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Endesa - Electricity, Gas, People

Why does the electricity bill go up?

Published on April 1, 2019

Electricity price increases have always generated loads of talk, but few know how to explain the causes or propose a cure. We’ll tell you what electricity increases mean and how to prevent them from affecting your invoice.

Word occasionally goes around on the street or on the news that electricity prices have gone back up. The topic is addressed without going into depth, as if we all had the same rate and we paid the same.

In reality, if they tell you electricity has gone up, you have to ask yourself the same thing as when they tell you bread prices have gone up: what bakery are you talking about?

You can have electricity in a regulated system or an open system. Normally, when they say electricity has gone up, they're talking about the regulated system.

The open market and regulated market

In Spain, homes purchase electricity that consume in two different markets: approximately half of the country is in the open market and the other half in the regulated market.

Being in one market or another only depends on you and the freedom to choose is absolute. Changing from one to another is like changing a seller, a fast, free and simple process. 

  • Open market: hundreds of rates to choose from. You’ll pay what you put in your contract, and you can enjoy stable prices. There is absolutely everything, like for example a rate in which you can choose the hours in which electricity is free for you.
  • Regulated market: one single rate, PVPC, with a price that varies every hour every day as a function of supply and demand.

When it is announced that electricity has gone up, they generally only refer to the regulated market (45% of Spaniards)

Why does electricity go up on the regulated market?

When people or the news say that electricity has gone up, they generally refer to the kWh price on the regulated market. Why does this occur?

The kWh price on the regulated PVPC rate changes according to the offer and demand for energy. Its cost is fixed each day as a function of the retail market (those that generate energy send it to those that sell it) and a series of components regulated by the Government.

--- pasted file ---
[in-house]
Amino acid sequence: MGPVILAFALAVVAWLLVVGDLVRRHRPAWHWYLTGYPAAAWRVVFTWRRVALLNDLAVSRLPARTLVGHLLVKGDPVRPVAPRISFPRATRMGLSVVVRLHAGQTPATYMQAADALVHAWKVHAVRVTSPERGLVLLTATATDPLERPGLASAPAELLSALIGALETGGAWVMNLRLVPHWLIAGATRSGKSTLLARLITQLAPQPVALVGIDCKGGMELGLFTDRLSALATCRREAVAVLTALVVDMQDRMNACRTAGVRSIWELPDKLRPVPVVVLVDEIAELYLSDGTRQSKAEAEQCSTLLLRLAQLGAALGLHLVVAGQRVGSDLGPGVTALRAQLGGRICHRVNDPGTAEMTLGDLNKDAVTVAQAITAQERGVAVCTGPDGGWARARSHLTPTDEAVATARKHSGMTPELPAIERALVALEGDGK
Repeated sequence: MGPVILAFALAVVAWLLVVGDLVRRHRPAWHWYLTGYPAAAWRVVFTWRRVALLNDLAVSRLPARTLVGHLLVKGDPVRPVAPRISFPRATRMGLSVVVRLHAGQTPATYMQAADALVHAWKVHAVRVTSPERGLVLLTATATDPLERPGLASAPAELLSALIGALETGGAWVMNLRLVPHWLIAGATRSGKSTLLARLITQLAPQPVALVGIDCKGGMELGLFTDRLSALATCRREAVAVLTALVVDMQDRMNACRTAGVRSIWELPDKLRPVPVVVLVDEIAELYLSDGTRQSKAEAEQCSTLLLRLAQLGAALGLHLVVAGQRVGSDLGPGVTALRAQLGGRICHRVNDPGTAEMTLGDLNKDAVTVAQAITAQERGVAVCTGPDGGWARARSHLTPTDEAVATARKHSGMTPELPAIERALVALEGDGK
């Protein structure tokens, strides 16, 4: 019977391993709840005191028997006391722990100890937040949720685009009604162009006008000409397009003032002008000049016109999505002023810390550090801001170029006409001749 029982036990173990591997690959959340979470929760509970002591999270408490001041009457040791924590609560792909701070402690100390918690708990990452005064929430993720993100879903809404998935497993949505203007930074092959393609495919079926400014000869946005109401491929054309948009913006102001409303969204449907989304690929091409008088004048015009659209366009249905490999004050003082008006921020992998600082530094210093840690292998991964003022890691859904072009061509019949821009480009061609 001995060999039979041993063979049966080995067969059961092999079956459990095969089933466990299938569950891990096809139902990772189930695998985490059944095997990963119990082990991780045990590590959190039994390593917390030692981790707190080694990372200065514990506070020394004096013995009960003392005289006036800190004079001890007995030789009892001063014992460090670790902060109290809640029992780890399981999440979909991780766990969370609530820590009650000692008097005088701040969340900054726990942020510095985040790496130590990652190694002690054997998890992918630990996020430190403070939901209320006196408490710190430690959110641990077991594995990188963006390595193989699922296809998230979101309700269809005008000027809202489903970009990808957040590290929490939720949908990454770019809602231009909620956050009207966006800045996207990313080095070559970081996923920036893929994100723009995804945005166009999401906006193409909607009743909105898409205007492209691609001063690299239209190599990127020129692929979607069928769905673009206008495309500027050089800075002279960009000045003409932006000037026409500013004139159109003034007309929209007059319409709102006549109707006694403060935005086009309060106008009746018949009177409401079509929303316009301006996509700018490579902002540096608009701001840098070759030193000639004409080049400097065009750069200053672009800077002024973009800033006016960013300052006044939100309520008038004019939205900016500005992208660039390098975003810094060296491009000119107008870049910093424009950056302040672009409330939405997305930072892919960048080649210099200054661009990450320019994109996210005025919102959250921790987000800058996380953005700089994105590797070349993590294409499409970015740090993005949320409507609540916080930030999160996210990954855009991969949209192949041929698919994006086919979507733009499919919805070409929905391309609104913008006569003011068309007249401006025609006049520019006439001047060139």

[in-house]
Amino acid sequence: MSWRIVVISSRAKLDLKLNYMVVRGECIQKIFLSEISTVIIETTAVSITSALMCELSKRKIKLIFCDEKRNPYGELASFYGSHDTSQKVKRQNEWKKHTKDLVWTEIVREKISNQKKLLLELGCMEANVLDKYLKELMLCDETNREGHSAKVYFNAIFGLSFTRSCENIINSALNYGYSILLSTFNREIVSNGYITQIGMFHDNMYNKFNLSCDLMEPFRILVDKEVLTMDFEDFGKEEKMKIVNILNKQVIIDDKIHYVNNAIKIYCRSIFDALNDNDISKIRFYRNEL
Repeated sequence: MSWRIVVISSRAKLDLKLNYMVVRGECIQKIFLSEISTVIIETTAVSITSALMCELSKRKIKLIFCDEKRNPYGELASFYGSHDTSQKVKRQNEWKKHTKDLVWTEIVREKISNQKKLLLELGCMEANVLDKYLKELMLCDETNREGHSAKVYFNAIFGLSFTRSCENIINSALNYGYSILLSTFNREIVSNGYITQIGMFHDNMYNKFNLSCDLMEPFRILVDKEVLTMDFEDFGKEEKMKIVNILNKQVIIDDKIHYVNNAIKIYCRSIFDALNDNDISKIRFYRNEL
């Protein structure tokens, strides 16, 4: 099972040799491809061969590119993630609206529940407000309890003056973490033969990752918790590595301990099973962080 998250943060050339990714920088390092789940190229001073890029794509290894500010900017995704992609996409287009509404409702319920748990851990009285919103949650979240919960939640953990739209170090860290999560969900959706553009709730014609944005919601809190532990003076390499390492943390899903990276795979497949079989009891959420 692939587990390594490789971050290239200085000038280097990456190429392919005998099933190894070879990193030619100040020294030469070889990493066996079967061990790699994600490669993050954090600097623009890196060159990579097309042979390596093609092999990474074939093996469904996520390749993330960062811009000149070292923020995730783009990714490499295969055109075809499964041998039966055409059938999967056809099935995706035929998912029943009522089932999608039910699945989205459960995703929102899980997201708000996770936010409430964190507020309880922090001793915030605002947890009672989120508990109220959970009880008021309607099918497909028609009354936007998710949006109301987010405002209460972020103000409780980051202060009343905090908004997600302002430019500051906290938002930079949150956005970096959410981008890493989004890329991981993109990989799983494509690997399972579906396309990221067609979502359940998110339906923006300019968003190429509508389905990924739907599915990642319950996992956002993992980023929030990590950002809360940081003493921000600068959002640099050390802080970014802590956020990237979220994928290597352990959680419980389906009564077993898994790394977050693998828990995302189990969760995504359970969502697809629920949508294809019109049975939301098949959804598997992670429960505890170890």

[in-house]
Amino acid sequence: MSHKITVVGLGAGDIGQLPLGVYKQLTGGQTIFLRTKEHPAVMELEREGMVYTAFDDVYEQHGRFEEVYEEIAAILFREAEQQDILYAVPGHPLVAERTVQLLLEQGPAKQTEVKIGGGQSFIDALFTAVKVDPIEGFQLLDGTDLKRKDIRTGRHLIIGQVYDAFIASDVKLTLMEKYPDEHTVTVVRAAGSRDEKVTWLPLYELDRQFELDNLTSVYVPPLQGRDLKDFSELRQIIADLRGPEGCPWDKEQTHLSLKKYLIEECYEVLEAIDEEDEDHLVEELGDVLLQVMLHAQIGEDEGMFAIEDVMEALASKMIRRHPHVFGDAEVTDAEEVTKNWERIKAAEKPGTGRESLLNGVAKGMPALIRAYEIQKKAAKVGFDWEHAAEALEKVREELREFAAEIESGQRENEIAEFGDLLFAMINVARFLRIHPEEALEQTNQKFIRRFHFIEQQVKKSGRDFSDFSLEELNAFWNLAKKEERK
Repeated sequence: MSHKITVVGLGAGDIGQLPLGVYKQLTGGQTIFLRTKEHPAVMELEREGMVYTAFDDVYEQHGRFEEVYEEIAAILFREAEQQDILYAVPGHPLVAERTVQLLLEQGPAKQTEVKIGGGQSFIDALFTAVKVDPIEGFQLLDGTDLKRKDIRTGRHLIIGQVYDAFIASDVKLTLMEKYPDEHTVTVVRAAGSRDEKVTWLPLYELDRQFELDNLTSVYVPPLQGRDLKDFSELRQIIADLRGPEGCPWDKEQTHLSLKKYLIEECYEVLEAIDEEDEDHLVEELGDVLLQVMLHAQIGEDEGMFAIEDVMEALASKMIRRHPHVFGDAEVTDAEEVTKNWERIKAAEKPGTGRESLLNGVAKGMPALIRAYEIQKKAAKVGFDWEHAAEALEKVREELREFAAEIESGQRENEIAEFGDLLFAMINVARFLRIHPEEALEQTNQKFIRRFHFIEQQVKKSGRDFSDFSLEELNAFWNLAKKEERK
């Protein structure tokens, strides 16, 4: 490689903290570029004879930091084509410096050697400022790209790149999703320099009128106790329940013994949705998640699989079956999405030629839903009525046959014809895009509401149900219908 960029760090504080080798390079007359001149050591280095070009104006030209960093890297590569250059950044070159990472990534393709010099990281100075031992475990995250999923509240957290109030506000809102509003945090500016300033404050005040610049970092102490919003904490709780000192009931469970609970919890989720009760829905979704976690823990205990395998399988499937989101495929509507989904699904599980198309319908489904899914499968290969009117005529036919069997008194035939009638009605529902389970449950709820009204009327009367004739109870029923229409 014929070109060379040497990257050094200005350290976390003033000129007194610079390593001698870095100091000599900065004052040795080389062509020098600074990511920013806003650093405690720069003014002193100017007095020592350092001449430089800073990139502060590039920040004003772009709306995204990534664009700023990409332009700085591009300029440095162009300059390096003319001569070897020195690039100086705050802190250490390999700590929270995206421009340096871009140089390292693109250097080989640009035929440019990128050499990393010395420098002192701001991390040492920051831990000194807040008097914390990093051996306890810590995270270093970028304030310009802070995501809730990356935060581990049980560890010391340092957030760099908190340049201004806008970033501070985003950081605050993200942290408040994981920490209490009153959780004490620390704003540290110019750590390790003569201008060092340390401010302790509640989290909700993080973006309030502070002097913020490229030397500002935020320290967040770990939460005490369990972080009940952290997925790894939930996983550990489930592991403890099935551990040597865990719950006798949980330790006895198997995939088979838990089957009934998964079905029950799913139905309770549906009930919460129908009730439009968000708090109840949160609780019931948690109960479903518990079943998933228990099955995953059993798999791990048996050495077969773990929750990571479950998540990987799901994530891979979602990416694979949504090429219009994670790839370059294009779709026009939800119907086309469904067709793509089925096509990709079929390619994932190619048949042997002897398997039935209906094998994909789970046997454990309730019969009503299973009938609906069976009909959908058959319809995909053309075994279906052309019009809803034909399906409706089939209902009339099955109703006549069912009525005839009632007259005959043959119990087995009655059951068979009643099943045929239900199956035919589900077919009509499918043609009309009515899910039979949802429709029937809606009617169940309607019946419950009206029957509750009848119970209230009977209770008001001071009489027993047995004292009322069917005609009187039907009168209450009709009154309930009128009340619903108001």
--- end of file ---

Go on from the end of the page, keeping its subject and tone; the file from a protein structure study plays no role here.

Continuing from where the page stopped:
Taxes are included among these regulated components. For example, the 7% tax on electricity generation was “deactivated” between October 2018 and March 2019 by Government decision. Its return in April 2019 has created many newspaper headlines and certain alarm about being on the verge of an increase in electricity prices.

However, if this increase occurs, it will only affect clients on the regulated market and not those on the open market, who will continue paying what is stated on their contracts.

Apart from taxes, when price goes up on the regulated market, it is usually due to a combination of the following 3 factors:

  • Cold snaps and heat waves: peaks of consumption because many people turn on their electrical heaters or air conditioners. When demand goes up, the offer gets more expensive.
  • Drought and lack of wind: they cause a drop in the energy production of hydraulic power plants and wind farms, respectively. When these sources of energy go down, others must be drawn from, which may make the price more expensive at that time.
  • International political instability: certain conflicts and crises may affect the price of raw materials like petroleum and gas, which are directly related to generating part of the energy.

Meteorological and international political instability affect the price of electricity on the regulated market.

How to avoid electricity price increases?

To protect yourself from price oscillations, there are different formulas depending on the market you're in:

  • Regulated market: if your rate is PVPC, it is recommended to concentrate your electricity consumption on the cheapest hours. Using this tool,you’ll be able to know the prices with one single day of advance.
  • Open market: You will know the price you’re going to pay throughout the year. For example: The Happy Tempo Rate has a fixed price that protects you from instability. In addition, you’ll enjoy Happy times in which your electricity consumption will be free. If you want, you can choose it to be for 2 consecutive hours each day (the 2 hours that you decide), or for 1 entire day each week (the day you decide), or that your 50 hours of greatest consumption each month are automatically billed at 0 euros per kWh. The icing on the cake: there is no commitment to a long-term contract.